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The final report by Deputy Attorney General Amit Marari's Commission of Inquiry into the police's use of the Pegasus spyware against Israeli citizens has concluded that there was no illegal wiretapping of the phones of citizens without a court warrant.

The investigation was carried out following a report by the Calcalist newspaper that the NSO Group's Pegasus software had been illegally used against a number of prominent people in Israel by the police. The allegations caused national outrage and sparked the formation of the Commission of Inquiry.

The investigation concluded that “No indication was found that Israel Police penetrated phones without a court warrant allowing it to do so.”

It added: “No indication was found that Israel Police penetrated the phones of individuals whose names were publicized in the media.”

However, the investigation did find deficiencies in the work of the Israel Police in relation to the use of wiretapping devices. The investigation found that police collected prohibited material from mobile phones which were not part of the warrants which had been obtained. Such material was not used as evidence.

Deputy Attorney General Marari said: "The Commission of Inquiry was established in view of serious allegations published in the media regarding the work of the Israel Police which touched the core of the rule of law in a democratic country, and were intended to undermine the public's trust in the law enforcement system, and create the sense of a violation of the fundamental rights of every person in the country."

He added: "After a thorough examination of all the allegations published on the subject, and other issues that arose during the investigation, we are publishing today the findings of the report according to which no indication was found that the police tapped mobile phones in the absence of a judicial order. At the same time, the team found that in cases where a judicial order was issued, as part of this type of wiretapping, in a wide range of cases the Israel Police received information that was not in accordance with the powers granted to it by law. Although in a sample and clarification test conducted with the professionals in the Israel Police it did not appear that this information was actually produced or used, the receipt of the excess information is a violation of authority.''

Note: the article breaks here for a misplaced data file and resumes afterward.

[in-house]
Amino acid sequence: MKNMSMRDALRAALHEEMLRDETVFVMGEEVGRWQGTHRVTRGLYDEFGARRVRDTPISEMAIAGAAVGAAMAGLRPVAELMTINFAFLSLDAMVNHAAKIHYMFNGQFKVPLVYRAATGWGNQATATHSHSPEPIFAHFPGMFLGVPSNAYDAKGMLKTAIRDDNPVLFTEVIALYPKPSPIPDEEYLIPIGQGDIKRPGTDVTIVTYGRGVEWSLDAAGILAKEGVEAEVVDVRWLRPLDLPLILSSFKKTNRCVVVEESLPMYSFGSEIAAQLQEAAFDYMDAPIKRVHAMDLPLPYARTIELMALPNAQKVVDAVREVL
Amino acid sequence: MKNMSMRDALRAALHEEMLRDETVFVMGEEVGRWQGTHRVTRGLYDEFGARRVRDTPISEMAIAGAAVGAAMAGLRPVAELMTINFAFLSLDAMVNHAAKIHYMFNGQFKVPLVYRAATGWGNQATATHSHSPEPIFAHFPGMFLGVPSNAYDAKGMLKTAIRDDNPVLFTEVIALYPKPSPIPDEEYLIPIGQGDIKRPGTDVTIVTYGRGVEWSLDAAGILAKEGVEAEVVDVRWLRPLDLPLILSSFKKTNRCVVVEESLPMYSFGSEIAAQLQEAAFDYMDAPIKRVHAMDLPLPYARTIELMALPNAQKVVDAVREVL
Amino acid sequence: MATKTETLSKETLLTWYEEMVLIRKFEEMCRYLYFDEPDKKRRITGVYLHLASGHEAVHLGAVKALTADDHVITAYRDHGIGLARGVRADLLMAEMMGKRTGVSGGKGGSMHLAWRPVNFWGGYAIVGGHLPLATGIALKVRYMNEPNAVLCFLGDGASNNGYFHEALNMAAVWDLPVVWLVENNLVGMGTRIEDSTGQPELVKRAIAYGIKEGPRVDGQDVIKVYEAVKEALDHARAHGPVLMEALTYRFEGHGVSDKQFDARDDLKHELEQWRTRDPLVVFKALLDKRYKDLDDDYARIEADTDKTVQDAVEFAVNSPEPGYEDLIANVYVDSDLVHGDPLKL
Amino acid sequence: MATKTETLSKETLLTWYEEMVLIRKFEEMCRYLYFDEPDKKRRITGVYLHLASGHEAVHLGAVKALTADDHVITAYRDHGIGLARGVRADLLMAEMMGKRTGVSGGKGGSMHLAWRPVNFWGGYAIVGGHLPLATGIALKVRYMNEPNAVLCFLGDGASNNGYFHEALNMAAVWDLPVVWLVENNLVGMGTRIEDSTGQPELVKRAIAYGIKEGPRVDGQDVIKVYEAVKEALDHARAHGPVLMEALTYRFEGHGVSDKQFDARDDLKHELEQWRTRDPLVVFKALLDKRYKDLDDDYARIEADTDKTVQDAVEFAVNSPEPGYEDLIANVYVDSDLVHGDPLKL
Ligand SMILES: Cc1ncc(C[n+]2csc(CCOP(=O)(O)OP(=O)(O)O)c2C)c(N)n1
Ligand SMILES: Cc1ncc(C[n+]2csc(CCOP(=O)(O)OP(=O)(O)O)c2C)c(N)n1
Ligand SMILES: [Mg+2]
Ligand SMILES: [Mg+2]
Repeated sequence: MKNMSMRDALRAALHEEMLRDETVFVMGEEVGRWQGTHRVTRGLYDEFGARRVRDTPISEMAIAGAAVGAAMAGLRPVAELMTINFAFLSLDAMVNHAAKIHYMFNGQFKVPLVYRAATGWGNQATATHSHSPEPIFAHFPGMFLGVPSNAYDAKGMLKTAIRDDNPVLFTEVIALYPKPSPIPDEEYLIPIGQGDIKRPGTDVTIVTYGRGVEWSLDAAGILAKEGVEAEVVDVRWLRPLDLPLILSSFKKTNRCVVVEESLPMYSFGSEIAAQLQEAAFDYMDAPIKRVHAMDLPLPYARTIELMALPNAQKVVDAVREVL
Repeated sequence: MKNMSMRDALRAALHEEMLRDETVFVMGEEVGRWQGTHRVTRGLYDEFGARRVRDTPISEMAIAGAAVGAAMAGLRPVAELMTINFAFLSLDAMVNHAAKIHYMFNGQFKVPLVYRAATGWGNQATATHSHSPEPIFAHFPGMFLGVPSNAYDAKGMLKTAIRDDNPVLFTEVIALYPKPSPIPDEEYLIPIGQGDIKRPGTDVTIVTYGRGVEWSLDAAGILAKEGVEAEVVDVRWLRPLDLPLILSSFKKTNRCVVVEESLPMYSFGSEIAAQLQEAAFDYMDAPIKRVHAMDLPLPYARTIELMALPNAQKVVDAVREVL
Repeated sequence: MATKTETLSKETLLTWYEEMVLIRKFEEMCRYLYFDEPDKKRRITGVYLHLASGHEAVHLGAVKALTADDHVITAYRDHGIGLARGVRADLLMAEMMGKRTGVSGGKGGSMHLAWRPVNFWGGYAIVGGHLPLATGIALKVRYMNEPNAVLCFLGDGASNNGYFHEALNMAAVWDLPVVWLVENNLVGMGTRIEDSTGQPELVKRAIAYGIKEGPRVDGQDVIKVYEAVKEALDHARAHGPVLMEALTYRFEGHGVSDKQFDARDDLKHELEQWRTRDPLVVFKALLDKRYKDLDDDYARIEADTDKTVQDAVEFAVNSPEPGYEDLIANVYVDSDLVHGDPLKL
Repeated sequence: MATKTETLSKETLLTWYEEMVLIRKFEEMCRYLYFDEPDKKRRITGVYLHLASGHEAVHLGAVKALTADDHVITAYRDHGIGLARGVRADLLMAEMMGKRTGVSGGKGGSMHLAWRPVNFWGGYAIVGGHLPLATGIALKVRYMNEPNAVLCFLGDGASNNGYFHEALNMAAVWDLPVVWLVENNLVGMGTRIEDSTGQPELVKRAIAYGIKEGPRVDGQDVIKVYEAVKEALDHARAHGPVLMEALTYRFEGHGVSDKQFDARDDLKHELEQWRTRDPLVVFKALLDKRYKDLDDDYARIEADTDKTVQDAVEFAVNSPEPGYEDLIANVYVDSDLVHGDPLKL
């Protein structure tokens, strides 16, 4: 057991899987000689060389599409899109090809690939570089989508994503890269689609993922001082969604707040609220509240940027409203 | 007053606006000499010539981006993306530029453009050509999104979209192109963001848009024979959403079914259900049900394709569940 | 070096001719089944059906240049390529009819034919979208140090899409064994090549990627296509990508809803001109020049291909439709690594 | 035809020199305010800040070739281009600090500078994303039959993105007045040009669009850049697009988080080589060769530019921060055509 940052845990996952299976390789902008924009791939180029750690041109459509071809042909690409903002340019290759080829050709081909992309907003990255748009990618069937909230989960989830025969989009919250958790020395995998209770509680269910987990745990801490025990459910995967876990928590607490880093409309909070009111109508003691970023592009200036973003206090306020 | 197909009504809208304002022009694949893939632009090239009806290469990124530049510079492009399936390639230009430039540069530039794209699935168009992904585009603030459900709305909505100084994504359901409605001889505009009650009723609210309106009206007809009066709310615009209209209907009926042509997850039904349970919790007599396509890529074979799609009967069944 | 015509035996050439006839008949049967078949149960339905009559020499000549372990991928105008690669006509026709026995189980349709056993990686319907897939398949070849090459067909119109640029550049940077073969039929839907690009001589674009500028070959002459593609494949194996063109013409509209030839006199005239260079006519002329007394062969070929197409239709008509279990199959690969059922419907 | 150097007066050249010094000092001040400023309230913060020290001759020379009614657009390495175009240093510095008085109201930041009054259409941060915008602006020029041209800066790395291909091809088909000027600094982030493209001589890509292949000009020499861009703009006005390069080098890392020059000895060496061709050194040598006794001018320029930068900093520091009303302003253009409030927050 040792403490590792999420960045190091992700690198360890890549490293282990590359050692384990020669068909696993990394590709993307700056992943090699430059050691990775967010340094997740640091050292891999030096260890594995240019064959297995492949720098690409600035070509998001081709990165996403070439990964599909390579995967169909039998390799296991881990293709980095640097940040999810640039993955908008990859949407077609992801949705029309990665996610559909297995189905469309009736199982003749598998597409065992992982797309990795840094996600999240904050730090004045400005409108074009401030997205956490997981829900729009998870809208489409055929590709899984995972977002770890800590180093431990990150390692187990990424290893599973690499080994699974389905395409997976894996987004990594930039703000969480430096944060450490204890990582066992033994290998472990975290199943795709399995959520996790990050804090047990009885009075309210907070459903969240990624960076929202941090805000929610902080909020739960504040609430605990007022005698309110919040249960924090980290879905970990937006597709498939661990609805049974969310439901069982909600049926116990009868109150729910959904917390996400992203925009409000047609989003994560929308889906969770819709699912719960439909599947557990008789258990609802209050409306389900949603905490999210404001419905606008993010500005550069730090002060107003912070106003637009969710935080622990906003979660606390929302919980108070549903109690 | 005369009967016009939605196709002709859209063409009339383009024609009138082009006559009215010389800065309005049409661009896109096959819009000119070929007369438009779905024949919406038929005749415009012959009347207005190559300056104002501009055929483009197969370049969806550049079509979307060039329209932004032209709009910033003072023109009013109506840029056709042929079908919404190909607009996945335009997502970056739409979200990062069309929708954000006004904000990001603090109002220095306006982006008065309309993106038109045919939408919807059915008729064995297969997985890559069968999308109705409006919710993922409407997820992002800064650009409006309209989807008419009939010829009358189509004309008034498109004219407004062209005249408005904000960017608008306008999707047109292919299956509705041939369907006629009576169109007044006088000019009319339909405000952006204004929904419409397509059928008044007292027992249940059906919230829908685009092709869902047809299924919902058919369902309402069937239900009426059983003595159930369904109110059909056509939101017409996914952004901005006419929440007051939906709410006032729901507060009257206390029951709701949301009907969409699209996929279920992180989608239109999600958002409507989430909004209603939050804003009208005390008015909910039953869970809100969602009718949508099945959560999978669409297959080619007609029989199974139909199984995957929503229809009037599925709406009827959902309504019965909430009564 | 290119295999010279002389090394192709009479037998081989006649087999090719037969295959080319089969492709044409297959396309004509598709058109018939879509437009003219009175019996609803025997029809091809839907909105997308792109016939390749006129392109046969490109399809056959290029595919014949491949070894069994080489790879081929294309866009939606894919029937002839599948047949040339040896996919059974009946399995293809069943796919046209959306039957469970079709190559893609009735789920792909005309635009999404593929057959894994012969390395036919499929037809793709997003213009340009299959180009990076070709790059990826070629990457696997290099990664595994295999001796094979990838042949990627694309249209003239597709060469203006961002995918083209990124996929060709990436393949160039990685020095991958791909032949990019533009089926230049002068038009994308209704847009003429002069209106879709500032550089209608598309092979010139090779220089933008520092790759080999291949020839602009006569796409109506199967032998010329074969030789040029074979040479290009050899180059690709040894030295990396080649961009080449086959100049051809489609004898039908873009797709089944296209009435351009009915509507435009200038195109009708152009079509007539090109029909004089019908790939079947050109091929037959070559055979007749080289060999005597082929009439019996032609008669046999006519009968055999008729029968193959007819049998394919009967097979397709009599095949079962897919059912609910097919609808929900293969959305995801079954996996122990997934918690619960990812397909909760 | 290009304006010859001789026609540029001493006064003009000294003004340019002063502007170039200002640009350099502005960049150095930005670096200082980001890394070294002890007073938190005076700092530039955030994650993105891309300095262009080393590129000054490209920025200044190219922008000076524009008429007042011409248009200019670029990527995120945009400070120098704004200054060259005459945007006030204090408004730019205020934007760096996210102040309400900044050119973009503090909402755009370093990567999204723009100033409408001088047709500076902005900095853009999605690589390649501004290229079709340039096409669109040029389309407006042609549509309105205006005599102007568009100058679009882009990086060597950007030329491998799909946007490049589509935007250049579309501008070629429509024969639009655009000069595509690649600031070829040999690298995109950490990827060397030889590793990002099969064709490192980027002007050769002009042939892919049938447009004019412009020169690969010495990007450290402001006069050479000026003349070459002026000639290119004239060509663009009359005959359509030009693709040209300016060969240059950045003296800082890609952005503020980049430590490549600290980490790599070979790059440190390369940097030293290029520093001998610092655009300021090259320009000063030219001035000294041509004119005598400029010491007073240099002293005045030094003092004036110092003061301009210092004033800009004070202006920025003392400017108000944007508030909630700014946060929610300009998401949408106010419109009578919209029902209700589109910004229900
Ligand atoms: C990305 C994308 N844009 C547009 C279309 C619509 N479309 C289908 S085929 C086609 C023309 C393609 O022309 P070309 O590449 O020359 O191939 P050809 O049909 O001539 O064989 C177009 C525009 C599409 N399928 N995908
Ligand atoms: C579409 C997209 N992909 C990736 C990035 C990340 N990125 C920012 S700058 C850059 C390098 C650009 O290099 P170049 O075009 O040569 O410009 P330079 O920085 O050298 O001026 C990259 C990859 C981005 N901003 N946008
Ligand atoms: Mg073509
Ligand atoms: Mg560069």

"Additional deficiencies were found which the team recommends be worked on their correction in the near future. The report details a series of issues that require improvement and regulation in the issues related to the wiretapping of communications between computers, with the aim of ensuring that the use of advanced technological tools will be within the limits of authority according to the wiretapping law. After examining the technological aspects and the purpose of wiretapping to fight crime, and paying attention to the legal position that these systems can be used for the purpose of wiretapping, we, all the members of the investigative team, were convinced that, subject to the fact that the necessary technological changes will be made that will neutralize any possibility of receiving information illegally, and that additional adjustments - technological and other - are made as detailed in the report in order to ensure this, there is room to allow for the Israel Police to resume the use of the systems.

"It is to be hoped that the findings of the report and its recommendations will be a milestone and will help the Israel Police to continue to carry out its important work in maintaining the rule of law and public order, within the framework of the powers and tools at its disposal, while paying increased attention to the rights of the individual," Marari said.